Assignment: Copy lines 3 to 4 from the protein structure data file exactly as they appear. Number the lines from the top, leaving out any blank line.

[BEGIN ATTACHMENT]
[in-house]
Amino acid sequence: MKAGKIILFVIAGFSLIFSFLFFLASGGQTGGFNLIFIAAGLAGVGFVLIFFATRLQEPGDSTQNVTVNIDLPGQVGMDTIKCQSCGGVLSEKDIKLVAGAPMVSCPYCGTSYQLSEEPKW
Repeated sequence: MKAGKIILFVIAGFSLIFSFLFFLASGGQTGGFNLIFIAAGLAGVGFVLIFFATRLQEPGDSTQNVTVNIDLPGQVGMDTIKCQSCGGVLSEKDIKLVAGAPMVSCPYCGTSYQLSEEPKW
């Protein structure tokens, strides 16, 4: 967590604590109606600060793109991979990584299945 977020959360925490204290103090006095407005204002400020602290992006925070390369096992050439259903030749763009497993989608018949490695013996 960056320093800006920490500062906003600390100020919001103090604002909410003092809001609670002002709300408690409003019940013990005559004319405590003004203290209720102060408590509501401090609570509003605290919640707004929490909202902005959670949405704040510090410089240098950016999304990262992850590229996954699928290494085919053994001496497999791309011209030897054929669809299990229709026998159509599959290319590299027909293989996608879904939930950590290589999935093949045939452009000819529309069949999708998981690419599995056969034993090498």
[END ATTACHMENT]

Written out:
Repeated sequence: MKAGKIILFVIAGFSLIFSFLFFLASGGQTGGFNLIFIAAGLAGVGFVLIFFATRLQEPGDSTQNVTVNIDLPGQVGMDTIKCQSCGGVLSEKDIKLVAGAPMVSCPYCGTSYQLSEEPKW
């Protein structure tokens, strides 16, 4: 967590604590109606600060793109991979990584299945 977020959360925490204290103090006095407005204002400020602290992006925070390369096992050439259903030749763009497993989608018949490695013996 960056320093800006920490500062906003600390100020919001103090604002909410003092809001609670002002709300408690409003019940013990005559004319405590003004203290209720102060408590509501401090609570509003605290919640707004929490909202902005959670949405704040510090410089240098950016999304990262992850590229996954699928290494085919053994001496497999791309011209030897054929669809299990229709026998159509599959290319590299027909293989996608879904939930950590290589999935093949045939452009000819529309069949999708998981690419599995056969034993090498």